FIG. 13D shows the system 1306 after the later collapse of the third mechanical structure 1312. The sample 1310 contained in the first portion of the sampling chamber 1305 is pushed, by the pressure of the pressurized gas reservoir 1314, into the sampling chamber 1315 of the third device 1303. During this process, the sample is forced to traverse the optional filter 1307 in reverse, thus back-flushing it and transporting the filtered material into the sampling chamber 1315 of the third device 1303. By choosing the volumes of the sample chamber 1315 of the third device 1303 to be lower than the volume of the first portion of sample chamber 1305, a higher concentration of the components filtered from sample 1310 can be obtained in the sampling chamber 1315. The sample chamber 1315 of the third device 1303 may also include an optional second group of chemical or biochemical reagents, such that the sample 1310, after having already reacted with the optional first group of reagents present in the first portion of the sample chamber 1305, now has to react with the optional second group of reagents. The process may be repeated multiple times.

FIG. 13E shows the above-described system 1306 slightly modified, with the sampling chamber 1305 further including a first reservoir 1316 that may be pre-filled with a liquid solution 1317, and a second reservoir 1318 that initially may be empty. The first reservoir 1316 may be separated using a piston 1319 or flexible membrane, or a similar structure, from the second portion of the sampling chamber 1305 that is in fluidic communication with the isolated cavity 1308 of the second sampling device 1302. Optionally, one-way check valves 1320, 1321 may be integrated allowing the fluid to circulate from the filter 1307 into the second reservoir 1318, and, respectively, from the first reservoir 1316 towards the filter 1307. Upon the sample acquisition by the first device 1301, the sample moves through the filter 1307 into the second reservoir 1318. Upon the collapse of the mechanical structure 1313 of the second device 1302, pressure from pressurized reservoir 1314 is applied to the liquid solution 1317 in the first reservoir 1316. As the mechanical structure 1312 of the third device 1303 collapses, the liquid solution 1317 is forced through the filter 1307, and transports the material collected on filter 1307 into the sampling chamber 1315 of the third device 1303. Optionally, a first and a second group of reagents may be incorporated in the first portion of the sampling chamber 1305, and, respectively, in the sampling chamber 1315 of the third device 1303. Additional reagents may be included in the liquid solution 1317 present in the first reservoir 1316.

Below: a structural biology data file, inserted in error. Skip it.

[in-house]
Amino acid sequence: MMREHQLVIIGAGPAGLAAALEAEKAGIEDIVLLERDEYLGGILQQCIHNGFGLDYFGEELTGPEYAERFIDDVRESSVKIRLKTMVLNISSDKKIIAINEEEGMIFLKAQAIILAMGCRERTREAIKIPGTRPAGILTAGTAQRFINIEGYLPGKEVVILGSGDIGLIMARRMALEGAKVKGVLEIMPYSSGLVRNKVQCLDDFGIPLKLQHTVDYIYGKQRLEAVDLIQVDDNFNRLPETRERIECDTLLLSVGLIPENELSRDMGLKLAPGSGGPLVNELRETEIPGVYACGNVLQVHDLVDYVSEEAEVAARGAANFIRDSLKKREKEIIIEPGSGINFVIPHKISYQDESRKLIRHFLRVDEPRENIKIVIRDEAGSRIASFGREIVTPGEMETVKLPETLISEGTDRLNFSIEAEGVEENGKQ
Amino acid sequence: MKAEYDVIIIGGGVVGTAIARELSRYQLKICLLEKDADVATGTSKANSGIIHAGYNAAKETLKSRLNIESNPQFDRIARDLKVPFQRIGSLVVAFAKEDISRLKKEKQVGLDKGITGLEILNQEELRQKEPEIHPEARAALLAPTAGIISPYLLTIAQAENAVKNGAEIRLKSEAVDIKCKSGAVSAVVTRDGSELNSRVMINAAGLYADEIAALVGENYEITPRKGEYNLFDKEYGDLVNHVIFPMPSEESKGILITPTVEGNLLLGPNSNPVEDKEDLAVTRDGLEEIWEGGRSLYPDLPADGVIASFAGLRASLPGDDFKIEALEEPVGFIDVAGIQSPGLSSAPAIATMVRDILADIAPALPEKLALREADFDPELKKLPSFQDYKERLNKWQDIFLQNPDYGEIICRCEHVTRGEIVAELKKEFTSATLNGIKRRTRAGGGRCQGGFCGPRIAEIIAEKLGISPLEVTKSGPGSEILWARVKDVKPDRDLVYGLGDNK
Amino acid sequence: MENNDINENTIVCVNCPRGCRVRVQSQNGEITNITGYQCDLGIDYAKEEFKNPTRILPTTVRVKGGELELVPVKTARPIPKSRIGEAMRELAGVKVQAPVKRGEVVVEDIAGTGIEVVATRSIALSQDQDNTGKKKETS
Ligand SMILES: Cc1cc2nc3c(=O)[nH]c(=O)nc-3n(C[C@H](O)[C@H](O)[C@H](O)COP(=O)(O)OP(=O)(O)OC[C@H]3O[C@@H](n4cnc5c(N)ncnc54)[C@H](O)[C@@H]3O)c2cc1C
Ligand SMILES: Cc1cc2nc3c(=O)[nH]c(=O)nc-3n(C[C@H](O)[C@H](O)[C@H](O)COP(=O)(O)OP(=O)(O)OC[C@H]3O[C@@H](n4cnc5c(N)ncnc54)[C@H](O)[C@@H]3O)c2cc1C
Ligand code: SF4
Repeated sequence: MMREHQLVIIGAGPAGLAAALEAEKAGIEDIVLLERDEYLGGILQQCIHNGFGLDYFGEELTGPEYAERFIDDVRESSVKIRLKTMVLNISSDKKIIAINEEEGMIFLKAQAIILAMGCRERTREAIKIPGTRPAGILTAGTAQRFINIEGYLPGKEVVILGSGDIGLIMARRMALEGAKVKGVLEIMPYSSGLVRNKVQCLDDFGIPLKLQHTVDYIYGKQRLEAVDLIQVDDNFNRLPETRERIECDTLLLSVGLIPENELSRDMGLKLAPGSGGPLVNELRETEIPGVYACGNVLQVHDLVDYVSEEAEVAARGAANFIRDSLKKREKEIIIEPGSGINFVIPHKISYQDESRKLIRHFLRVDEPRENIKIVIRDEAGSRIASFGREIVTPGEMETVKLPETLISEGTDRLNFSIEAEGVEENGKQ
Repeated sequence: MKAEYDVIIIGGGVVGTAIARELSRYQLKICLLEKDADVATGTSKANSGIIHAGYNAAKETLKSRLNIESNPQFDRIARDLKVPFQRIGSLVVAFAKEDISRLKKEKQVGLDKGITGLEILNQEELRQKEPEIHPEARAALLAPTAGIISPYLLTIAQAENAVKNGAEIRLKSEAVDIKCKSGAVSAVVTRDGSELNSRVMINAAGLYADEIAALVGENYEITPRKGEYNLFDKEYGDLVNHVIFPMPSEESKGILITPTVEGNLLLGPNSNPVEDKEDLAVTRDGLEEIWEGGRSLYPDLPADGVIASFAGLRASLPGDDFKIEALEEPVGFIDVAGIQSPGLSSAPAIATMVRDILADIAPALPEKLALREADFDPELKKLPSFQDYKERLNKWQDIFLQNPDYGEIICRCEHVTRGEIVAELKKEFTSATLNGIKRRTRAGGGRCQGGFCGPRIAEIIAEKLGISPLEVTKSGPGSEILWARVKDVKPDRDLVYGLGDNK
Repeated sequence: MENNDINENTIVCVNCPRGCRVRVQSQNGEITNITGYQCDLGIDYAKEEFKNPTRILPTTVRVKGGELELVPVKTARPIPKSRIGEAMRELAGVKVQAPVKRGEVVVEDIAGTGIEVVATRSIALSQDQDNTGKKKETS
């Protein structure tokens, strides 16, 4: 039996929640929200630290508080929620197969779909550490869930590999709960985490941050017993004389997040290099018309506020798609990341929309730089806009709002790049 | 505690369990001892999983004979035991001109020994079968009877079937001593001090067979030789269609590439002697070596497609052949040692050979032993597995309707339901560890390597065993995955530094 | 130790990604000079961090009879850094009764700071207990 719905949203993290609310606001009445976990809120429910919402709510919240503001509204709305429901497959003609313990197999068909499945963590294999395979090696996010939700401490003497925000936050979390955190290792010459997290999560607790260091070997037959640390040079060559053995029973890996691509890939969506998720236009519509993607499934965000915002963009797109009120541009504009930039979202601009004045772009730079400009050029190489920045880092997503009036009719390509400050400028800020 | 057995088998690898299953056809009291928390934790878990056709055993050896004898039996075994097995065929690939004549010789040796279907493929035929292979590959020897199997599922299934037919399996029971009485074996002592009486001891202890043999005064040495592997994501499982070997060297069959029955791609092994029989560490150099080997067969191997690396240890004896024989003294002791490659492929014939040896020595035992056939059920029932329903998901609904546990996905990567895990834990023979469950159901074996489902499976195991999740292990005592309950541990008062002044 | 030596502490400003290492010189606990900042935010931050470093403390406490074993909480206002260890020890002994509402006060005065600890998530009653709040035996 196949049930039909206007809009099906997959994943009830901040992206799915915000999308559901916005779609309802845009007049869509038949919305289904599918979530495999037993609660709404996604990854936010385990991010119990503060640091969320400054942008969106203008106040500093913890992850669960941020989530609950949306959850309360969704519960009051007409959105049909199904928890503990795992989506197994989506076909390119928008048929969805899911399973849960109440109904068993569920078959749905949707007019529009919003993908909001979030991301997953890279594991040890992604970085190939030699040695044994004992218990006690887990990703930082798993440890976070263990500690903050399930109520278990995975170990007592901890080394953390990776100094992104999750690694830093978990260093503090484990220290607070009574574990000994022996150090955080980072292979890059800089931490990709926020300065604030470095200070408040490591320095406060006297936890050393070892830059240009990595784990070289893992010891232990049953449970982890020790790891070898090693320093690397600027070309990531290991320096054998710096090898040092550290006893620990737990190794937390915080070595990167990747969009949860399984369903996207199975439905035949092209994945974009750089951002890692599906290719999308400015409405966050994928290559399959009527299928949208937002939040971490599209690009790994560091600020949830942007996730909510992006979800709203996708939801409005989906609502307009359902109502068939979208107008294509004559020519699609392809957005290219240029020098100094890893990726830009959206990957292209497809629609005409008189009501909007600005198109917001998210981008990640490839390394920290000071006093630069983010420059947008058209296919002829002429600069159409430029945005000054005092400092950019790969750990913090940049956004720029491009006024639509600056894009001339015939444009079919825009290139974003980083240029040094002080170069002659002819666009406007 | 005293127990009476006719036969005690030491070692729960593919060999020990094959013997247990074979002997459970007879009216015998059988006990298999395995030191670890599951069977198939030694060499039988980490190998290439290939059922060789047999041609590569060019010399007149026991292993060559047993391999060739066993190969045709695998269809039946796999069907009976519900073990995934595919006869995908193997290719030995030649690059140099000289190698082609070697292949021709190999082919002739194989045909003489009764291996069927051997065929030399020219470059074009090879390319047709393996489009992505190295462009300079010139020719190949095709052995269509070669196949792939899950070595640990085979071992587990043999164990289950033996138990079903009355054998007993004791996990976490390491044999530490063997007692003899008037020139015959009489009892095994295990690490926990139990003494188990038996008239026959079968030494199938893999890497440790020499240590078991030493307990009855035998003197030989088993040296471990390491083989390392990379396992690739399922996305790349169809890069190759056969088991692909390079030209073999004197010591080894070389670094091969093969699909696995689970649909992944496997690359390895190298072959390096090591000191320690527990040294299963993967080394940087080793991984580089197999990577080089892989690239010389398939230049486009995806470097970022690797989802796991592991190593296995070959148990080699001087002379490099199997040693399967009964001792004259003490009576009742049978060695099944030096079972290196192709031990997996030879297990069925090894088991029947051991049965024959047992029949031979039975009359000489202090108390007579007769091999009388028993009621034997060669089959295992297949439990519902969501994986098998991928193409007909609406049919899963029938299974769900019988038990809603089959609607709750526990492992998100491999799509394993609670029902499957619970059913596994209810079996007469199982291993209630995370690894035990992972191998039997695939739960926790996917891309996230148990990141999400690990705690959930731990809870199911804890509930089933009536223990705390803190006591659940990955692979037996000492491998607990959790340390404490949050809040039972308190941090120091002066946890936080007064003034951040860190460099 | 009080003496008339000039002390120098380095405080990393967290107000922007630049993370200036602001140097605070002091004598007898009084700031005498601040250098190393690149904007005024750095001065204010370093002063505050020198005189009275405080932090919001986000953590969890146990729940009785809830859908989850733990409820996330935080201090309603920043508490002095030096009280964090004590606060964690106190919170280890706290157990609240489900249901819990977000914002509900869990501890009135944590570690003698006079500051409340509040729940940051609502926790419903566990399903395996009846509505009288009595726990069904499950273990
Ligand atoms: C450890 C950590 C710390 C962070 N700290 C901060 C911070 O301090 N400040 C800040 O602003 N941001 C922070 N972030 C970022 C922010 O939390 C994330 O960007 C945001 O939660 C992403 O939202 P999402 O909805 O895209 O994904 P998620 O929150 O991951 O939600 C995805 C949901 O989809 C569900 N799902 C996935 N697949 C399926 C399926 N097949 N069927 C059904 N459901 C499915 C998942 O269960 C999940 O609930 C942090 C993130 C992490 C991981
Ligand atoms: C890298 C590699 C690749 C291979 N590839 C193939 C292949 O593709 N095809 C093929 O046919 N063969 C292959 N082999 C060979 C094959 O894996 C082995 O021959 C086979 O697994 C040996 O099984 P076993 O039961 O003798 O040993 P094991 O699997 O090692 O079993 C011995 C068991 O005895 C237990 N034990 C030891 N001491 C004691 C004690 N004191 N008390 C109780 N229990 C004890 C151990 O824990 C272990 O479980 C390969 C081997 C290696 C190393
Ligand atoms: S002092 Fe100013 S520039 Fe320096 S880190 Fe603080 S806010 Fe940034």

The operation mode described above allows complex sample preparation, such as, without limitation, mixing with multiple chemical or biochemical reagents, backflushing using a specific liquid solution that is different from the original sample liquid, pre-concentration in a separate vial, and additional chemical and/or biochemical reactions on the preconcentrated sample.

Daisy Chain Configuration of Multiple Sampling Systems

FIG. 14 shows multiple systems connected in a “Daisy-chain” configuration, in accordance with an embodiment of the invention. Upon one system acquiring its last sample it automatically triggers the start of sampling using the next system in the daisy chain. This mode of operation can allow an unlimited number of systems to be connected, and thus extends the sample acquisition capacity of the combined system beyond the limits of any single individual system connected in the daisy chain.

Two systems 1401 and 1402, each including a plurality of devices 1403 and 1404, and 1405 and 1406, respectively, are timed to acquire corresponding samples at different times. Illustratively, the mechanical structure 1407 of the last device 1404 of the first system 1401 may be connected to the timing fluid reservoir 1408 of the second system 1402. Additionally, the isolated cavity 1409 of the last device 1404 of the first system 1401 may be connected to the timing mechanism of one or more of the devices 1405, 1406 associated with the second system 1402. In this configuration, the collapse or rupture of the mechanical structure 1407 of the last sampling device 1404 of the first system 1401 triggers the start of the sampling using the second system 1402, thus allowing the systems to be connected in a daisy-chain configuration.

External Control of the Sampling Time

FIG. 15 shows a system 1501 capable of controlling the sampling times of a plurality of sampling devices 1503 and 1504 using a trigger device 1505 that may be in the form of a fluid control device. The trigger device 1505 may be placed, without limitation, on a timing fluid line 1506, between an optional pressurized timing fluid reservoir 1507 and the timing channels 1508, 1509 of any number of the multiple timing devices 1503, 1504 associated with the system 1501. The trigger device may be controlled by a control unit 1510 that may either be a subsystem of system 1501, or an external, possibly remote, system.